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In the 1960s, pretty much nobody could touch Gerry Anderson. He had pioneered the Supermarionation format of television programmes in the UK with action/sci-fi series like Supercar, Stingray, Captain Scarlet and the Mysterons and his most famous output, Thunderbirds. These shows used marionette puppets as the characters, which is a bit silly, but also utilized some fantastic model work for special effects.

So, in 1969, riding high on all of these TV series’ success, ITC president Lew Grade (always credited as Lord Grade, cuz he was a Lord) agreed to finance a live-action feature film that Gerry and his wife Sylvia Anderson would co-produce and write. The result was Journey to the Far Side of the Sun (a/k/a Doppelgänger), a movie that’s basically a Supermarionation movie without puppet people.

This is certainly one of the strangest and most 1960s-ish movies I’ve ever seen. But this makes perfect sense; Anderson’s programmes before and after were always desperately of their time despite being set in the future or elsewhere. But what sets this movie apart immediately isn’t that everybody wears turtlenecks and super-mod sunglasses, but that it looks exactly like a Supermarionation program, right down to color scheme and type of scenery and vehicle choices. It’s like they shrunk down humans and put them in one of those shows.

Though directed by American for-hire director Robert Parrish (whose only film I’ve heard of besides this one is Casino Royale in 1967), it has the trappings of Gerry Anderson all over it.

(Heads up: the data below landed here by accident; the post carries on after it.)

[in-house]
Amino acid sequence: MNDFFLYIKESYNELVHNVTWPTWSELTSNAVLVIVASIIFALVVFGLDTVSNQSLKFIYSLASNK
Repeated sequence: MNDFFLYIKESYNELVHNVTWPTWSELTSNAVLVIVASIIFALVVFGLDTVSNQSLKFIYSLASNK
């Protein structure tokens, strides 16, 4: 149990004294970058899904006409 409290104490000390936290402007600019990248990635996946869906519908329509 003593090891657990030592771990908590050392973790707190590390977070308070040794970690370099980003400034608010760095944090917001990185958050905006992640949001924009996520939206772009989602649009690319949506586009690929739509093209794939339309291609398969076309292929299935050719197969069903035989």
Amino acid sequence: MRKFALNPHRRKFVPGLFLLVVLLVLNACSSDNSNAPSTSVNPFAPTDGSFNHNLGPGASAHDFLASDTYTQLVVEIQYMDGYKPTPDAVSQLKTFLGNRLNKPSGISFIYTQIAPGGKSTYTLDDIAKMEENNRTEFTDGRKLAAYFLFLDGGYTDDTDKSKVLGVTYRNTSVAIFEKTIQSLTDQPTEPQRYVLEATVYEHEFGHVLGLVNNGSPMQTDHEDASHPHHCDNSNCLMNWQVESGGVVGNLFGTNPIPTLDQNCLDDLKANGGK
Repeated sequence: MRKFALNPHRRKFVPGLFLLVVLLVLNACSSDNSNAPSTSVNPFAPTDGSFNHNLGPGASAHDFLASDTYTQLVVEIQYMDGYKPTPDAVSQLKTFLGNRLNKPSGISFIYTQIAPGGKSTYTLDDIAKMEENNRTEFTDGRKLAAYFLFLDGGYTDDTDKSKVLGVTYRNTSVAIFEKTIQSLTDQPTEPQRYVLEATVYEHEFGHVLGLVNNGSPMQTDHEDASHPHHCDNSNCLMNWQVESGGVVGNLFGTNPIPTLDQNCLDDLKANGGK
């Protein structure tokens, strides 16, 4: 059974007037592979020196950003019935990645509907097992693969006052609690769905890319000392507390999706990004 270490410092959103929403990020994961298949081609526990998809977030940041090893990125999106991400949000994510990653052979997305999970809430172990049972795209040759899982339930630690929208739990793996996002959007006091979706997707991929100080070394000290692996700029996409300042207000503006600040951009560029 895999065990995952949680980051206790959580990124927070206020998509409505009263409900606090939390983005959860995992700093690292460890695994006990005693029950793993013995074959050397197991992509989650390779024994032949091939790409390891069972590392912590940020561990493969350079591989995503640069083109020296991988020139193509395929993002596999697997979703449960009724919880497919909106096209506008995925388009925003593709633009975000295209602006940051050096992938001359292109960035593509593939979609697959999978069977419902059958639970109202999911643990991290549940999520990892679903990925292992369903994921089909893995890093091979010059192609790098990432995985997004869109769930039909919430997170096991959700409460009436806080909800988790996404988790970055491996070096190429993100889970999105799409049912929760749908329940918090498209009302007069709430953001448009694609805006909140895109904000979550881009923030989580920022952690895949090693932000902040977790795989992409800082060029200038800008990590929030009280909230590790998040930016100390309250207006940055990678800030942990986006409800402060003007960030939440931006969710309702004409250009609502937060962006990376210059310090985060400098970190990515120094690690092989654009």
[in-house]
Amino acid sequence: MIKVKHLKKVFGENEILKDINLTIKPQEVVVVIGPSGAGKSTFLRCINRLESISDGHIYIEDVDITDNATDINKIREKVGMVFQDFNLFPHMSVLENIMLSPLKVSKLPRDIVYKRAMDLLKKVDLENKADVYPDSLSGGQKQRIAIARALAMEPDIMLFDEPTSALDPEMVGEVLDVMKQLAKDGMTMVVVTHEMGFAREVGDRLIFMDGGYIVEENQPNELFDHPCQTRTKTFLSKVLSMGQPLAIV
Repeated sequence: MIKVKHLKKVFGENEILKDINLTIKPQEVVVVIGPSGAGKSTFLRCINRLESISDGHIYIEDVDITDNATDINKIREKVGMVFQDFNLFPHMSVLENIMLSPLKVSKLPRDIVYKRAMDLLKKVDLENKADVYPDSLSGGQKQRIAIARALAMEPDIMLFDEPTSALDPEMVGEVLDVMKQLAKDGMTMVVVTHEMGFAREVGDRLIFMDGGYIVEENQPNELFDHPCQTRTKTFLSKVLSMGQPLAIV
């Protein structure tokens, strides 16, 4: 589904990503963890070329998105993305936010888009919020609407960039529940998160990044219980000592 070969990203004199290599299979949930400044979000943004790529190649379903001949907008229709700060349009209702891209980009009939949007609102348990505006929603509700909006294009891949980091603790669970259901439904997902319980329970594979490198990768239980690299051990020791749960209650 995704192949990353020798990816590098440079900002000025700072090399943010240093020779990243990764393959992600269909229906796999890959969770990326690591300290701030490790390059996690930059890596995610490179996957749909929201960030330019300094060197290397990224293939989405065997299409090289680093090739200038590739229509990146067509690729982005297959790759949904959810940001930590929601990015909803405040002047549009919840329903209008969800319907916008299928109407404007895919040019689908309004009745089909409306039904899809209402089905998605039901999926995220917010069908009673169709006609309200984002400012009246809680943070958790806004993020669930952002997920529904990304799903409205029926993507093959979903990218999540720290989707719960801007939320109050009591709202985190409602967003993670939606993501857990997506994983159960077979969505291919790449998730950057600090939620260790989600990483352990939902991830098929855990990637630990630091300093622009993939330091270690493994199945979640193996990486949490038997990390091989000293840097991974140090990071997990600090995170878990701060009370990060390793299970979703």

The plot is super-duper convoluted, and I think a lot of it comes from Gerry and Sylvia writing episodic television for so long. It feels like it goes in cycles.

Anyway, the plot. The European Space Exploration Council (EUROSEC) has sent up a probe to orbit the Sun called, are you ready, Project Sun Probe. The probe locates an object, a planet, orbiting the sun in a pattern such that we have never seen it before. A new planet! Unfortunately, EUROSEC scientist Dr. Kurt Hassler (Herbert Lom) is selling information to the Eastern Block and now the Soviets now about it. (Lom is an actor people recognize, but he gets killed pretty much immediately.) EUROSEC’s director Jason Webb (Patrick Wymark) wants to hurry and get the West to the planet first, so he makes a deal with NASA to send up one British astrophysicist named Dr. Kane (Ian Hendry), the man in charge of the Sun Probe project, and seasoned U.S. astronaut Colonel Glen Ross (Roy Thinnes, famous for being the lead in the sci-fi TV series The Invaders).